THE MAN ON THE STREET #2 - August 2002
The Man In The Street owes The Indie’s editor an apology this month, because the column was delivered a day late on account of your reporter spending the whole weekend playing Ridge Racer 2, via the miracle of emulation. Now, I can hear the boos and hisses from here, but shush a minute. Emulation is an activity viewed by most retailers as something that’s little better than piracy – in fact, some say it’s even worse than piracy, because at least with piracy gamers are being made aware of the hottest new things that are on your shelves. If they like their ripped-off pirate game, there’s at least a chance that their conscience will send them into your store for a legit copy, or perhaps playing the copy will give them a taste for a franchise and they’ll come in looking for other titles in the line that they can’t get from their local dodgy geezer.
Emulation, on the other hand, is a flat-out evil as far as retail is concerned. Every minute a gamer spends playing the tens of thousands of old games through emulation is a minute he’s not spending with premium-priced gaming product bought from your shop, and with most people outside of Dr Who’s TARDIS having a limited number of minutes in their day, that’s pure lost business. But, of course, it doesn’t have to be that way, and as usual The Man In The Street is The Man With The Answers.
Writing another feature this month, your reporter had cause to reflect on the days of Atarisoft, the offshoot company set up by the ailing giant in the wake of the console crash of the early 80s to bring Atari’s games to the blossoming home computer market. At the time, the home market was swamped in unofficial clones of the popular arcade hits of the day, any many observers thought Atarisoft were on a hiding to nothing, having to spend money and time to produce a bunch of ageing games that essentially people already had perfectly excellent versions of. But Atarisoft were a little cleverer than that. In several instances, they first slapped lawsuits on the producers of the more accurate clones of their IP. Then they sidled shiftily up to the coders and said “Hey, look, you don’t have to get sued over this. Why don’t you just do some tweaks to the games to make them even more accurate, slap an official Atarisoft logo on the front, and we’ll make it our official Pac-Man, Galaxian or Robotron game? Obviously we won’t be paying you or anything, but you’ll stay out of court and we’ll get our official release developed almost instantly and for free, so everybody wins.”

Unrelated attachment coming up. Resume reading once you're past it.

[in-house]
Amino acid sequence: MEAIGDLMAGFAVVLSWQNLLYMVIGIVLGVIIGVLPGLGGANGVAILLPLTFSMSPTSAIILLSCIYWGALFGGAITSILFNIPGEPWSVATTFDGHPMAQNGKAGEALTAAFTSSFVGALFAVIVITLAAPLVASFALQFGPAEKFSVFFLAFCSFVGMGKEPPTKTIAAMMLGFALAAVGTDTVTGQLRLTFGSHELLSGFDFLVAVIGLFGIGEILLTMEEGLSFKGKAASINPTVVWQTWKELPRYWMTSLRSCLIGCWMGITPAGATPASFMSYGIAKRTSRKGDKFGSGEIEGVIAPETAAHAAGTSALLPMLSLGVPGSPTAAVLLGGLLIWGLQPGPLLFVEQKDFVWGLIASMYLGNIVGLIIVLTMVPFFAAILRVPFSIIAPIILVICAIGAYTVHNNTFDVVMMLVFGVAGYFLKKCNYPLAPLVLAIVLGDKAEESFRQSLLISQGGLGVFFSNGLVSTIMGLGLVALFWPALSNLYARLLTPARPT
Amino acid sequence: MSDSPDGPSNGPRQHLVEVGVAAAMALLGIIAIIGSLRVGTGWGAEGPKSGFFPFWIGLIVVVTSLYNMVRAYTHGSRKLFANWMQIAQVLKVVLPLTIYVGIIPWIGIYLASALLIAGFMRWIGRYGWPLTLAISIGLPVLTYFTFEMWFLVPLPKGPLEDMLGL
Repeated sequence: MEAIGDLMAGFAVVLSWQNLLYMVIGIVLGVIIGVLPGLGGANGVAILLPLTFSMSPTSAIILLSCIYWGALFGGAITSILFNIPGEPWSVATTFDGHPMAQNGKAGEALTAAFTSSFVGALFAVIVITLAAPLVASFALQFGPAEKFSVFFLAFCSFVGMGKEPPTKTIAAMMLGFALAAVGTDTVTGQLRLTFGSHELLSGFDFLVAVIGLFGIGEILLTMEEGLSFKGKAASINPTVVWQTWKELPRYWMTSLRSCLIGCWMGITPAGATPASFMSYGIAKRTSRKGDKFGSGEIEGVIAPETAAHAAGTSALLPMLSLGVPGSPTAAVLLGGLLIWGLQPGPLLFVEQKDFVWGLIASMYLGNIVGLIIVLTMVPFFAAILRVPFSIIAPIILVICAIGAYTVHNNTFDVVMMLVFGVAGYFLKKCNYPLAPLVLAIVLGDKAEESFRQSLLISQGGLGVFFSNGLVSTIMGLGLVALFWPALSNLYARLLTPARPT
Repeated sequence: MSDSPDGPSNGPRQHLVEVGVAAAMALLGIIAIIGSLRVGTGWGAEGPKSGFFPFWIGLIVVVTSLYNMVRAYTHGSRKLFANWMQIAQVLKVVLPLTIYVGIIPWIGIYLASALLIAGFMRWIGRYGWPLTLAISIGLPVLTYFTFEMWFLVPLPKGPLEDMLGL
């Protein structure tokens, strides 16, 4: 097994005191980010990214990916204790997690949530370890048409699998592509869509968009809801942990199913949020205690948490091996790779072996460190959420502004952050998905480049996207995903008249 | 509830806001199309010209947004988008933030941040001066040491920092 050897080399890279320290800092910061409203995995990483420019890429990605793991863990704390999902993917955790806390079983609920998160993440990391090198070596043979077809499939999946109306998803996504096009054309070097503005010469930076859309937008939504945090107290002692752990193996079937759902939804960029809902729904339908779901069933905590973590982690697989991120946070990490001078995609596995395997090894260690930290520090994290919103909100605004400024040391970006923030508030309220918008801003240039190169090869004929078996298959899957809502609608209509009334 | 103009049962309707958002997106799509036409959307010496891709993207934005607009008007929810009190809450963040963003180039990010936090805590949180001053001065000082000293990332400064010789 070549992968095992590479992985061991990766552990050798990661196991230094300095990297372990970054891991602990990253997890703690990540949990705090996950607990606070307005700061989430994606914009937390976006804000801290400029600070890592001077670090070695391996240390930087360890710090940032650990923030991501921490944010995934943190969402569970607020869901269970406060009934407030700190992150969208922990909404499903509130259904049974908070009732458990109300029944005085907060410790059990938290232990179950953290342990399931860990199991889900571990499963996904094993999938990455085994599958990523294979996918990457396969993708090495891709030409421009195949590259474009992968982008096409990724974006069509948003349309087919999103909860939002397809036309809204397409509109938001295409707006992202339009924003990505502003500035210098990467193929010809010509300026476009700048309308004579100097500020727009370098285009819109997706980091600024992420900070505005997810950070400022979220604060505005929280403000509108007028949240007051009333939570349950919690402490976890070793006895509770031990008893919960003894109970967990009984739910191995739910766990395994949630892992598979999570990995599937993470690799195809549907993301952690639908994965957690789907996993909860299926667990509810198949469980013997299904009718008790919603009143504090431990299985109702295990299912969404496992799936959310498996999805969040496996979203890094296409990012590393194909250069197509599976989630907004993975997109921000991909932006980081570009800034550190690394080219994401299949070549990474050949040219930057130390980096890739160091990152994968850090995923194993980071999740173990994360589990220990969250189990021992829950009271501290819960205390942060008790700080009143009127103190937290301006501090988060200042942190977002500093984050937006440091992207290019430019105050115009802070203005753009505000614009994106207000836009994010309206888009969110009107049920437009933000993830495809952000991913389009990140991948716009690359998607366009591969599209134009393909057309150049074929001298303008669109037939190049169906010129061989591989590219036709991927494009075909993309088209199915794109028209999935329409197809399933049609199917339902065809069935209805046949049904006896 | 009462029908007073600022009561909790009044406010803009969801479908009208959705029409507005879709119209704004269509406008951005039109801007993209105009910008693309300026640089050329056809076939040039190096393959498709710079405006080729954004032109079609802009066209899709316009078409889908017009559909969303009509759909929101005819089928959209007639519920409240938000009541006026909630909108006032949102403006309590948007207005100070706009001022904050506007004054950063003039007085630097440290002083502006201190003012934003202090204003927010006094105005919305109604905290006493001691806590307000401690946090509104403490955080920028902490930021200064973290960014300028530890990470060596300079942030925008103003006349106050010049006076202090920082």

Emulator coders are some of the most talented people working in (or rather, out of) the games industry today. Despite having no access to official information, and hence not only having to re-invent the wheel but also to crack some often-ferocious encryption and protection to do it, they nevertheless manage to produce stunning feats of coding that put properly-licensed commercial products to shame. (It must be embarrassing for game publishers and developers alike when some geek working on his own in his bedroom in his spare time for free produces an emulator that’s not only superior to the official retro package but also more accurate.) So why doesn’t the industry have the wits to turn those skills to its advantage?
Taking our Ridge Racer emulator as a case in point: Ridge Racer is a valuable intellectual property, still being exploited today. Yet none of the games have ever been brought to the PC, and a couple of them (including two featured in the new emulator) have never been brought to ANY home format. Yet if Namco simply dropped the coder a line saying “Hey, you’re infringing our intellectual property, but instead of the usual kneejerk industry reaction of threatening you with the law, we’re going to send you some hardware specs so you can iron out a few bugs, bung you a few hundred quid as a token sum just to be nice, and then release The Ridge Racer Collection Volumes 1 and 2 for £19.99 each”, everyone would be happy. Namco would make a tidy little return for practically zero outlay or risk, gamers would get a better emulator, the skilled coder gets some bonus beer money and might land himself a legit job contributing positively to the industry, and the millions of gamers who know nothing about the sinister underworld of emulation in the first place would have a reason to come into your shops, retailers of the Empire, and buy some of the greatest racing games ever created. Is it only The Man In The Street who has the vision to see this? It would appear so.